Immune parameters

To determine the impact of AgNPs and AgNO3 on the fish immune system, pronephros was removed under sterile conditions (laminar flow hood) Pronephros was homogenised with sterile stainless steel mesh (100 mm diameter) in tissue culture medium RPMI 1640 (Sigma- Aldrich, ON, Canada) supplemented with 10 U/mL heparin (CDMV, QC, Canada), 10 mM HEPES (Sigma-Aldrich, ON, Canada), penicillin (100 U/mL), streptomycin (100 μg/mL), and 10% heat-inactivated Foetal Bovine Serum (FBS) at pH 7.4. The leucocytes extracted from the pronephros were then collected by centrifugation of a 51% Percoll gradient at 400 g, 30 min, 20°C (Sigma-Aldrich, ON, Canada). Cells were collected from the gradient interface and washed twice in PBS (Sigma- Aldrich, ON, Canada) and resuspended in RPMI without heparin but containing 10% FBS, 100 U/mL penicillin, 100 μg/mL streptomycin and 10 mM HEPES for phagocytosis, viability ROS analysis. The ratio of live to dead cells was assessed using Trypan blue dye exclusion under a microscope with a haemocytometer and it exceeded 90%.

Viability: Cell viability was determined by the dye exclusion assay using 2 μg/ml of propidium iodide dye and flow cytometry (Guava Easycyte, Millipore, USA).One mL of adjusted cell concentration (2 million/ml) was added to 24-well plates tissue culture treated in duplicate. The cells were incubated in dark lightover 18h at 15°C. Following the incubation, the cells were centrifuged for 5 min at 250 g, and they were resuspended in a Versen solution (0.2% of EDTA), and blocked with a ratio v:v with Roswell Park Media Institute (RPMI) containing 10% FBS, 100 U/mL penicillin, 100 μg/mL streptomycin and 10 mM HEPES. The cells were washed three times with 1 ml RPMI of containing 10% FBS, 100 U/mL penicillin, 100 μg/mL streptomycin and 10 mM HEPES. After the last centrifugation cells were resuspended in RPMI for the viability biomarker. Cell viability was observed by flow cytometry using propidium iodide (PI; Sigma-Aldrich, ON, Canada). Four μL of PI (100 μg/mL) were added to 200 μL of each cell suspension for five min before measurement; the cells were kept on ice before the reading. PI fluorescence was analysed with a flow cytometer equipped with an argon laser excitation (λ=488 nm ± 10 nm) (Guava Easycyte, Millipore, USA). The PI fluorescence for each well was measured in triplicate at the FL3 channel at 625 nm with 42 nm bandwidth, and 5000 events were registered.

Phagocytosis: Phagocytic activity for macrophages was measured using fluorescent latex beads following the procedure of Brousseau et al., [30]. Briefly, 1 ml of adjusted cell concentration (2 million/ml) was added to 24 cell cultures coated well plate in duplicate. Cells were incubated with a ratio 100:1 of fluorescent latex beads (Polysciences, PA, USA) in order to observe the phagocytosis capacity of the cells. After an incubation period of 18h at 15°C, the cell suspensions were overlaid with 4 mL of PBS-g supplemented with 3% bovine serum albumin (BSA) (Sigma-Aldrich, ON, Canada). The cell suspension was centrifuged at 150 x g for 8 min at 4°C. This step permitted removal of free and loosely adhered beads at the cell surface. Cell pellets were then fixed in a solution composed of 0.5% formaldehyde and 0.2% sodium azide in a PBS solution (Sigma-Aldrich, On, Canada). Cell fluorescence was analysed by flow cytometry with an argon laser (λ=488 nm ± 10 nm) (Guava Easycyte, CA, USA). Latex bead florescence was detected for each well with the FL1 channel and a bandwidth filter of 530 nm-42 nm. At least 10 000 events were acquired for each sample in duplicate. The immunoefficiency was operationally defined by the number of cells that were able to ingest three beads or more (M2).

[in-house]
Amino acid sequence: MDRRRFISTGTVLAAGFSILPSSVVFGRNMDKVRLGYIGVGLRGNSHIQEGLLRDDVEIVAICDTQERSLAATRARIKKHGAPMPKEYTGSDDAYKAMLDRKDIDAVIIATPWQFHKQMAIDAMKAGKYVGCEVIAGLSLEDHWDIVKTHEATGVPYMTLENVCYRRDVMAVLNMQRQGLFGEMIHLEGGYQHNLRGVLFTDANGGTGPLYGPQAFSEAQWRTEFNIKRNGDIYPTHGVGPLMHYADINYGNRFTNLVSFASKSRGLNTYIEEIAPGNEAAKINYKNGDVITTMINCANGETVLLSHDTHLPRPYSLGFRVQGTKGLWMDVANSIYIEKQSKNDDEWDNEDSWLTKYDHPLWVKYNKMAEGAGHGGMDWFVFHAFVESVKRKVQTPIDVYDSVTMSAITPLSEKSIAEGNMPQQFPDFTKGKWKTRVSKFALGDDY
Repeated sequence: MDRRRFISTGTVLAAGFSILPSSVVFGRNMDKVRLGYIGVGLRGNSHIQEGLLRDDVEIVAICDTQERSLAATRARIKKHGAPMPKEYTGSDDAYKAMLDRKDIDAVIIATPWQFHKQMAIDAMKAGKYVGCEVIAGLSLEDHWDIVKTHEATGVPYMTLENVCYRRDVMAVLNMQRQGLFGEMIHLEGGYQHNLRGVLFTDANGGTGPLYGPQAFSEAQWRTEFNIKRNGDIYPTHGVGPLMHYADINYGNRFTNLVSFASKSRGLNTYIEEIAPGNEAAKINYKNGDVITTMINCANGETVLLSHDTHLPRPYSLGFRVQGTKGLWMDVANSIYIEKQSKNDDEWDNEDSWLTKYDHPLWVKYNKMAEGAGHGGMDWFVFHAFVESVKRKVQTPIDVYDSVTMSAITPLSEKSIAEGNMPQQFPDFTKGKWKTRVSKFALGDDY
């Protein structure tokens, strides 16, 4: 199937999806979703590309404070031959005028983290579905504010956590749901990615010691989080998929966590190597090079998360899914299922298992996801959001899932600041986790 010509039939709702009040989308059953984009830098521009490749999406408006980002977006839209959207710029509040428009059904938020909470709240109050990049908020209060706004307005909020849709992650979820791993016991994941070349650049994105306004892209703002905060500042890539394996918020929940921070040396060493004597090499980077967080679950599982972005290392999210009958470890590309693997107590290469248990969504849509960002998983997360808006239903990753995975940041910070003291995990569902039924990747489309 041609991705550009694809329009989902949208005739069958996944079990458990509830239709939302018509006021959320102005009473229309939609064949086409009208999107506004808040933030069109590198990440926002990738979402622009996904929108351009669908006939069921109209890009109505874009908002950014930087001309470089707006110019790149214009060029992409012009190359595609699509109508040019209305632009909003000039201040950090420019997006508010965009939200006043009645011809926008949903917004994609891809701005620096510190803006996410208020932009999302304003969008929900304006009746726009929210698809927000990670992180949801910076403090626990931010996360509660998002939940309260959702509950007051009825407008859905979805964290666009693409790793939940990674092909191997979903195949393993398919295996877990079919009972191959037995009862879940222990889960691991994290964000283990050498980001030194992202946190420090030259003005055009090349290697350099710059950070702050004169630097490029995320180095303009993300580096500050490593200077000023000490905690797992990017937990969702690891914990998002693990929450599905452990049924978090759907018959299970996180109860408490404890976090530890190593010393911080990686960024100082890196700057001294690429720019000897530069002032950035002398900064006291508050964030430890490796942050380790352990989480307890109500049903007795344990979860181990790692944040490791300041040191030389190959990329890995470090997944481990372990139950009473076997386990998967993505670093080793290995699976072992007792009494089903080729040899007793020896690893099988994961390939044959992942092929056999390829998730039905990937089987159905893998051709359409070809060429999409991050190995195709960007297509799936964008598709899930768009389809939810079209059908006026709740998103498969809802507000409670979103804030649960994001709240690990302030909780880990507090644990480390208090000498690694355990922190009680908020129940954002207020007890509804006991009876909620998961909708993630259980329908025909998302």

Reduced thiol levels: The intracellular thiol concentration was measured by the 5-chloromethylfluorescein diacetate probe (CMFDA) (Invitrogen, Burlington, Canada) according to a method adapted from Brousseau et al. [30] and Lilius et al., [31]. Two hundred uL of leucocytes (adjusted to 2 million/ml) were added on a black 96-well plate in duplicate. After exposure for 18 h (as described above), the supernatant was discarded and the adherent cells were resuspended in 200 μL sterile PBS-G (1 g glucose/L) and washed once during 5 min at 500 g. Then the cells were resuspended and stained with CMFDA (final concentration of 5 μM) under agitation for 30 min at 15°C in the dark. After incubation plates were washed once time at 2000g for 1 min in an incubation buffer to remove unconjugated reactant [31]. Thiol production was detected by fluorescence at 485 nm for excitation and 535 nm for emission (Bioscan, Chameleon II). The level of intracellular thiols was indicated by means of the fluorescence intensity of the stained probes

Biochemical biomarkers